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Titan sub rescue mission likely 'cost millions,' but who will pay for it? Can families of doomed passengers sue OceanGate?
Ocean Gate / Handout/Anadolu Agency via Getty Images

Titan sub rescue mission likely 'cost millions,' but who will pay for it? Can families of doomed passengers sue OceanGate?

A multinational search and rescue mission had been launched to save the OceanGate submersible that went missing in the Atlantic Ocean on Sunday. However, the recovery operation was halted after the U.S. Coast Guard announced that the tail cone and debris from the Titan sub were found on the ocean floor approximately 1,600 feet from the bow of the Titanic – which lies around 12,500 feet below sea level.

The vessel is said to have suffered a "catastrophic implosion," which caused the deaths of all five people on board. The submersible imploded roughly 900 miles off the coast of Cape Cod.

An international search and rescue mission with advanced equipment

The international rescue operation involved the United States, Canada, France, and England.

According to USA Today, the U.S. military sent three C-130 aircraft and three C-17 transport planes for the search effort, while the Canadian military dispatched a P8 aircraft with sound-sensing equipment.

The U.S. Navy deployed several remotely operated vehicles, or ROVs, to scan the sea floor near the Titanic wreck to locate the missing submersible.

The news outlet added, "Aiding the search was a French team specializing in ROVs and an expert submariner from the British Royal Navy. Also helping are experts including some from the Woods Hole Oceanographic Institution."

There were several vessels sent to the North Atlantic to assist in the search for the doomed submersible.

Included was a Canadian Coast Guard fishery science vessel with an "advanced deep sonar," a 307-foot Canadian vessel for operating ROVs, a Canadian ship with a mobile decompression chamber for any survivors of the Titan, and a French multipurpose research vessel with an ROV that can dive nearly 20,000 feet deep, according to CNN.

The U.S. Coast Guard announced on Wednesday, "The Navy is sending subject matter experts and a Flyaway Deep Ocean Salvage System (FADOSS), a motion-compensated lift system designed to provide reliable deep ocean lifting capacity for the recovery of large, bulky, and heavy undersea objects such as aircraft or small vessels, from Navy Supervisor of Salvage."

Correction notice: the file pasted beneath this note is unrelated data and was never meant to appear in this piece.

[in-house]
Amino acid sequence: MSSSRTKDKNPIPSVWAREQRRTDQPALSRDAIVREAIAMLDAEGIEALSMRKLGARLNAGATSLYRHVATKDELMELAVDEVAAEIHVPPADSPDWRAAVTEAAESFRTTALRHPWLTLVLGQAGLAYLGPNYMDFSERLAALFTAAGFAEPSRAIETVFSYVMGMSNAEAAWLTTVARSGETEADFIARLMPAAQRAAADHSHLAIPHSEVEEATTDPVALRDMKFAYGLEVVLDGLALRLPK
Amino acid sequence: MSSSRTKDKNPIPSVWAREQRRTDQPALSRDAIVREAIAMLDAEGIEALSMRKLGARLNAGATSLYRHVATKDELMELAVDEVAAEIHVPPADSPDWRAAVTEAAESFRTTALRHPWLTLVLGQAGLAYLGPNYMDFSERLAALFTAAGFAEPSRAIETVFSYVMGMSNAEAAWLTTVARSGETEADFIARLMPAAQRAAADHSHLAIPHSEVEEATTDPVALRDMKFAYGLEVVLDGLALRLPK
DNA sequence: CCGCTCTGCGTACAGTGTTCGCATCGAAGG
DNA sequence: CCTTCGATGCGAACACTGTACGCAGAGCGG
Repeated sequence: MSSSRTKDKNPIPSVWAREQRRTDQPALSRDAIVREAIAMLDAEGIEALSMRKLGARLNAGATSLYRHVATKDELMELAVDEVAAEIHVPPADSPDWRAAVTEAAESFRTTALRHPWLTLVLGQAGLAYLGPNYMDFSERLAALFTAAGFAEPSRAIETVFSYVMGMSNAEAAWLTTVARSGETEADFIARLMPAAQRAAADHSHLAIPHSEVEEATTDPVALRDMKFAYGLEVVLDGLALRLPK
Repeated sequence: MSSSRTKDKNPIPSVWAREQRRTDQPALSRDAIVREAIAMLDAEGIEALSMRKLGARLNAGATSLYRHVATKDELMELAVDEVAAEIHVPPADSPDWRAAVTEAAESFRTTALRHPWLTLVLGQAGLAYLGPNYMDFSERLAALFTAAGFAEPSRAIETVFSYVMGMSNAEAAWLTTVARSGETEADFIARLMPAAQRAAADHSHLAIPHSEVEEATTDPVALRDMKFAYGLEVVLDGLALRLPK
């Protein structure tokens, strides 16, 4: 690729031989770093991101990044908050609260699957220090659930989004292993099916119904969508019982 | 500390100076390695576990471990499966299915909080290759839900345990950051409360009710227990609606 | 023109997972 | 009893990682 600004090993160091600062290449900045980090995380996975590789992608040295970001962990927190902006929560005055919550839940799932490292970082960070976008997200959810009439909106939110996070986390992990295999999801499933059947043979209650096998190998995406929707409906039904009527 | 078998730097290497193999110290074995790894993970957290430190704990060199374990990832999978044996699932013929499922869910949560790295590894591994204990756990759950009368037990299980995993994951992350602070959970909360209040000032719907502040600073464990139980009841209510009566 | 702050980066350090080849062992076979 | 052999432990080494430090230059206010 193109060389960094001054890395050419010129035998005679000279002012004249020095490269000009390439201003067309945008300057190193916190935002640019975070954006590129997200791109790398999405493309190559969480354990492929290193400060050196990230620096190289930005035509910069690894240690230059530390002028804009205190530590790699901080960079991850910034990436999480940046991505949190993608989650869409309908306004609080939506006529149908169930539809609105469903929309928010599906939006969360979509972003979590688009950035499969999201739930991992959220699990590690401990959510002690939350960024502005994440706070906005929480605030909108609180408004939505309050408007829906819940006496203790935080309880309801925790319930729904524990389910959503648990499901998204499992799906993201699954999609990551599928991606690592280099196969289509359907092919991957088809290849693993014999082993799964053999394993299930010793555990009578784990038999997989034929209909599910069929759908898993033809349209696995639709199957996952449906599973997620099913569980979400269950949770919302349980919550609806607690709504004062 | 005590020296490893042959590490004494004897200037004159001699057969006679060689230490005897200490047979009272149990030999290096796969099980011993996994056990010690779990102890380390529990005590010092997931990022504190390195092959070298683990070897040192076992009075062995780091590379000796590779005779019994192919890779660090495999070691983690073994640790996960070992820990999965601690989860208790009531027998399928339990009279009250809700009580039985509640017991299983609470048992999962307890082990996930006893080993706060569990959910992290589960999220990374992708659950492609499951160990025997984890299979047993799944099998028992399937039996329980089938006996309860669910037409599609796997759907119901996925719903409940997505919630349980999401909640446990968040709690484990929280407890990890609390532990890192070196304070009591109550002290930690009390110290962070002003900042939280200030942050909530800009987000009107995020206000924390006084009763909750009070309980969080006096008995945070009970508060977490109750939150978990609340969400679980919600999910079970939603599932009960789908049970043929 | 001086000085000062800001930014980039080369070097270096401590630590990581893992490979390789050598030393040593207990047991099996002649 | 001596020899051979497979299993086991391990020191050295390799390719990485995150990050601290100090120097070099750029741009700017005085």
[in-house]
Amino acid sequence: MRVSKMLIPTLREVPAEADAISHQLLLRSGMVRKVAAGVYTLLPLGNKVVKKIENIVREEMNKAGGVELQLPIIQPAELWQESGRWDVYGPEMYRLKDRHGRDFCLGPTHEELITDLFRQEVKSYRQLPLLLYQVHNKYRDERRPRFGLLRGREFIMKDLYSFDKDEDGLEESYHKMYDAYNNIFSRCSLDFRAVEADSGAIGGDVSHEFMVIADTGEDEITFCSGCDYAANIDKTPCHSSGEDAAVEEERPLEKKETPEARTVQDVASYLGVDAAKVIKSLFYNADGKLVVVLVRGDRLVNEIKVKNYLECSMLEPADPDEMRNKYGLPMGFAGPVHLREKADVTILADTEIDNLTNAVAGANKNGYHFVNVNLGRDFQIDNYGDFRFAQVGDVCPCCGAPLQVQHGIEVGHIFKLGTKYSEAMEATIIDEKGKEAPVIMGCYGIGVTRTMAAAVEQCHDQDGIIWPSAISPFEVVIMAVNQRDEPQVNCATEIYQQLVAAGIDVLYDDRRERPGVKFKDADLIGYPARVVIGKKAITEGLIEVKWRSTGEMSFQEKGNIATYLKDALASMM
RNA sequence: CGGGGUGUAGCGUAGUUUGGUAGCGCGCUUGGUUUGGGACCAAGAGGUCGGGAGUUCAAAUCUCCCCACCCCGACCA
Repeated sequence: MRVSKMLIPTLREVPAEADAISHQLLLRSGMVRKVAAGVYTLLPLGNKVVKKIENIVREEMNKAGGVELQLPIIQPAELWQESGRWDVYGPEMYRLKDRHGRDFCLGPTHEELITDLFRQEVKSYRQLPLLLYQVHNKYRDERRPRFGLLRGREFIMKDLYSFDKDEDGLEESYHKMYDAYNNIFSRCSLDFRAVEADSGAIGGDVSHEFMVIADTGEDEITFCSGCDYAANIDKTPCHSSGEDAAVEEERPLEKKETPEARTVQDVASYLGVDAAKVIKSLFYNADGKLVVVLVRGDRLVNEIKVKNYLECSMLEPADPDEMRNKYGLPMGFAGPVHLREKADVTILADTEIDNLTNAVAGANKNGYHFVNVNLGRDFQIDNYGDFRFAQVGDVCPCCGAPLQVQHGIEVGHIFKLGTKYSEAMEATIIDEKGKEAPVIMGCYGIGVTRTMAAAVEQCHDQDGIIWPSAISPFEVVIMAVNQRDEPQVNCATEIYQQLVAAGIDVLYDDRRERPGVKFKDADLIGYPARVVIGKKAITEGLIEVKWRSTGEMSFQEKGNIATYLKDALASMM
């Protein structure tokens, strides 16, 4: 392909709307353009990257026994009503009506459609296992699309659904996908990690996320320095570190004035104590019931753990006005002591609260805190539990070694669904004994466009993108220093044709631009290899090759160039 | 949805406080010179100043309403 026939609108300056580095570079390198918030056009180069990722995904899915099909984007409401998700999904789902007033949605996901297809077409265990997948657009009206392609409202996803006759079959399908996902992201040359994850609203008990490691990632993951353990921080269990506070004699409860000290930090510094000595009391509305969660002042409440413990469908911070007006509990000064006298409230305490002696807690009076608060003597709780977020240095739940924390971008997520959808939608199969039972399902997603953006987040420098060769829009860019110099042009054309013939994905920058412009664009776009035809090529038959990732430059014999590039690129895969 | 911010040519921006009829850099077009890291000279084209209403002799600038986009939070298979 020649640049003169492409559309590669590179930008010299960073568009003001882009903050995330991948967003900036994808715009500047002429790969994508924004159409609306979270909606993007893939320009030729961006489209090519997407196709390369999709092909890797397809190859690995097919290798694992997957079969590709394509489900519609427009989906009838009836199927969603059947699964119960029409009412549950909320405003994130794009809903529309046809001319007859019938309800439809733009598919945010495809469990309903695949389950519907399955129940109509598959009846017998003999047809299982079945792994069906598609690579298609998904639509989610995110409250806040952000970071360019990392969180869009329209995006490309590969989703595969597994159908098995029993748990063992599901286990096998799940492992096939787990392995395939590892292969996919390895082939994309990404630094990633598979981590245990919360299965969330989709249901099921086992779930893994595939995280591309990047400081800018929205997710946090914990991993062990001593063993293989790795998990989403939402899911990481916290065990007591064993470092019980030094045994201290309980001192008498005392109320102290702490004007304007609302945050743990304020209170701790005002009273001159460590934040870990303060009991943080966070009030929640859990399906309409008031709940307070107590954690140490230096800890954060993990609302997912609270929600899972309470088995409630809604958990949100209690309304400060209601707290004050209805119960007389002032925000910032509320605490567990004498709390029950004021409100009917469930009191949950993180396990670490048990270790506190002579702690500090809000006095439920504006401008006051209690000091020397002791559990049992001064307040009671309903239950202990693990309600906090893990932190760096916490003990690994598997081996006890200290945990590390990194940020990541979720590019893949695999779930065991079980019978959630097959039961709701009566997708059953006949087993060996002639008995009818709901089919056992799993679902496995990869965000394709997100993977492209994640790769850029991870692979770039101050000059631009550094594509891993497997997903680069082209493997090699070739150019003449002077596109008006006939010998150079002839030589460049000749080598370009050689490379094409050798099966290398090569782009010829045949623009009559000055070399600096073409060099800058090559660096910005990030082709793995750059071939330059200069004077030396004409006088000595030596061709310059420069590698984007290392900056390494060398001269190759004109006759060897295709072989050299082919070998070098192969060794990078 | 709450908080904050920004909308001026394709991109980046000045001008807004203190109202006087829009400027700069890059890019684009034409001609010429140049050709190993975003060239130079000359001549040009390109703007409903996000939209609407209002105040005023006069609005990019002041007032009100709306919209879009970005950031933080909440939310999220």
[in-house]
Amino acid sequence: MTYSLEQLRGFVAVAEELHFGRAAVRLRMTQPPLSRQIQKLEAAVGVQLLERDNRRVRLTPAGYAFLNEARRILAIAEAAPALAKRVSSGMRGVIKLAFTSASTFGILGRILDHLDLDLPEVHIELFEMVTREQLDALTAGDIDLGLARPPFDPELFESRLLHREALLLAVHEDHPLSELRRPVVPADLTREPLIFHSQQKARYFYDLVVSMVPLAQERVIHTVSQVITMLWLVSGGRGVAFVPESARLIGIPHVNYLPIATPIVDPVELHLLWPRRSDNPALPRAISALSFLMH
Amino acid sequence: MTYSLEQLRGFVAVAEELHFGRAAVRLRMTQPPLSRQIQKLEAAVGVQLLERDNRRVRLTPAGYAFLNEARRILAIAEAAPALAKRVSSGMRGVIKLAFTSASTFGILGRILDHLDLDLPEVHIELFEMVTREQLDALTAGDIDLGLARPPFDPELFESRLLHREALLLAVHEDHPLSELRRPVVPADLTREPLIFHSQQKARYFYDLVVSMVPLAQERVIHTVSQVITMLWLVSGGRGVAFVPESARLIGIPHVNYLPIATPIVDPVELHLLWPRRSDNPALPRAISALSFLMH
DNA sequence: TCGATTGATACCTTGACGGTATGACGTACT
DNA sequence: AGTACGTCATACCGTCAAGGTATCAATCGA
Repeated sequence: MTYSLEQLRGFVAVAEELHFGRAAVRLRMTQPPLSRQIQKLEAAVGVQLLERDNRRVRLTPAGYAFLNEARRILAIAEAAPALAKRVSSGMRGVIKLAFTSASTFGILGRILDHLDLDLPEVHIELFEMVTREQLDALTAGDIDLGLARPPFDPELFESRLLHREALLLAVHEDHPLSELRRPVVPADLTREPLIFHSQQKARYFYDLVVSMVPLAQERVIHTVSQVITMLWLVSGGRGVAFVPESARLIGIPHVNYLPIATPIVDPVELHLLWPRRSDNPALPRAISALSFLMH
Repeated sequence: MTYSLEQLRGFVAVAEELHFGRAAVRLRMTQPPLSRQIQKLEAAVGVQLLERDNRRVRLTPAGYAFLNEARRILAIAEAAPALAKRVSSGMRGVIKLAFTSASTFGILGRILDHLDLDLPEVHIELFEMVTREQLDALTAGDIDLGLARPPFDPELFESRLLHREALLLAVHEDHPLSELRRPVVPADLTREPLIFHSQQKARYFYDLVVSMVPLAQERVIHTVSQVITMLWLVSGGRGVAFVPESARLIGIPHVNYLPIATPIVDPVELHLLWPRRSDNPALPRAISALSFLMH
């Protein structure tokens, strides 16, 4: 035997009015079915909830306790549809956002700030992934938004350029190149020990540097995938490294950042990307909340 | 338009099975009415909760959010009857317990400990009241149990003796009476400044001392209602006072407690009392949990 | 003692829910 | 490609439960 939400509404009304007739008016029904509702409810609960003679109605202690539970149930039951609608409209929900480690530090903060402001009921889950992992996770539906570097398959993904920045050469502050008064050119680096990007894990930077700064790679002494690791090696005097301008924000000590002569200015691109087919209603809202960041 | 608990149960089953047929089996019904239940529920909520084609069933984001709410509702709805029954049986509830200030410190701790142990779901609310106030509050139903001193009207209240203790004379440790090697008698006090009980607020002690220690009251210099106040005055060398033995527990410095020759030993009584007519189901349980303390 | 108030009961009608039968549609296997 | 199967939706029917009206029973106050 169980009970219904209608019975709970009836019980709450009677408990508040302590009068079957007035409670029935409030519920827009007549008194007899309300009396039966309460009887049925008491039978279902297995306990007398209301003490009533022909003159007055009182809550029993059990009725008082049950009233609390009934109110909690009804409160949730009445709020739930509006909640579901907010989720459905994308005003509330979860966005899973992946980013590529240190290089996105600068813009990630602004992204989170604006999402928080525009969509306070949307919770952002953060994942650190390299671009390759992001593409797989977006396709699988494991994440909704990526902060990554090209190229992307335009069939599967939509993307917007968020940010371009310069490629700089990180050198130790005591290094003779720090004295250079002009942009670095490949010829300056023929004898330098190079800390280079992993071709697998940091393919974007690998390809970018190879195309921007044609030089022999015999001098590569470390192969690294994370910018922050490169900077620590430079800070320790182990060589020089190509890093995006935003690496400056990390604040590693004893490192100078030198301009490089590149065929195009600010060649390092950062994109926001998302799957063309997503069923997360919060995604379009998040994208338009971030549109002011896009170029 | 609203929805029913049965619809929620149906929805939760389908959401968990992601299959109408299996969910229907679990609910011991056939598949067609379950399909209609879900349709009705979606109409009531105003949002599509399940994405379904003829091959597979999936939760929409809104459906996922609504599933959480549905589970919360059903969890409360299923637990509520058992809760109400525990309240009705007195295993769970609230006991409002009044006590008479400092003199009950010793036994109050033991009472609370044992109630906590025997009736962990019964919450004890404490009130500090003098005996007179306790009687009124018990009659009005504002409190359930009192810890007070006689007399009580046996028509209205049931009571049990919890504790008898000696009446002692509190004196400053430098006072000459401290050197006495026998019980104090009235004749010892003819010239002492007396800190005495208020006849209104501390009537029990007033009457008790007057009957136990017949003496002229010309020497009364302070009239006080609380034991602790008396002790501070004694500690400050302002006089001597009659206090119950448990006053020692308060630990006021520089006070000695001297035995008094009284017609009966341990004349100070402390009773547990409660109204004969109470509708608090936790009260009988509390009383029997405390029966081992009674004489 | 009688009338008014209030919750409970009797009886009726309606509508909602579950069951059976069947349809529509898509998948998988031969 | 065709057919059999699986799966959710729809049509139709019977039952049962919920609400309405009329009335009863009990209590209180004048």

A private Bahamian research ship also assisted in the search for the 21-foot submersible.

The operation was not able to recover the Titan sub because it imploded on Sunday.

A new report said the U.S. Navy "detected an anomaly consistent with an implosion or explosion in the general vicinity of where the Titan submersible was operating when communications were lost" on Sunday. An insider claimed that the military didn't inform the public because officials were not 100% certain that the sound was the Titan imploding.

How much did the attempted rescue cost?

The extensive rescue operation ran up a massive bill.

The rescue mission would "probably cost millions," according to Chris Boyer, the executive director of the National Association for Search and Rescue, an organization "interested in the training of search and rescue, disaster relief, emergency medicine, and awareness education."

The New York Times reported, "The expense for such an endeavor is likely to be equally great, and it is unclear whether taxpayers in the countries involved, ultimately, will be required to pay it."

Ret. Adm. Paul Zukunft, who previously led the Coast Guard, told the Washington Post that OceanGate Expeditions would not need to pay the U.S. government for the rescue attempt.

Zukunft said, "It's no different than if a private citizen goes out and his boat sinks. We go out and recover him. We don't stick them with the bill after the fact."

Hawaii, Idaho, Maine, New Hampshire, Oregon, and Vermont have laws allowing state officials to seek reimbursement from individuals who needed to be rescued if they acted negligently, according to the New York Times.

Can the families of the doomed Titan passengers sue OceanGate?

The passengers paid $250,000 each for the submersible journey to the Titanic wreck. It is not known whethere the passengers took out travel insurance for the risky underwater expedition.

The passengers were reportedly required to execute a "release of liability agreement" with OceanGate Expeditions.

The agreement states that the passengers would "assume full responsibility for the risk of bodily injury, disability, death and property damage due to the negligence of [OceanGate] while involved in the operation."

The New York Post noted, "The three-page document spells out the risks that passengers take when riding in the 23,000-pound Titan, including eye-popping wording such as how the craft 'has not been approved or certified by any regulatory body and may be constructed of materials that have not been widely used on human occupied submersible.'"

The agreement states, "As lawful consideration for being permitted to participate in the operation, and on behalf of myself, my heirs, assigns, personal representative, estate, and for all members of my family, including minor children, I hereby release, waive, and forever discharge OceanGate Expeditions, Ltd."

The five people who died on the Titan were OceanGate founder Stockton Rush, British billionaire Hamish Harding, French Titanic expert Paul-Henri Nargeolet, Pakistani billionaire businessman Shahzada Dawood, and his 19-year-old son, Sulaiman.

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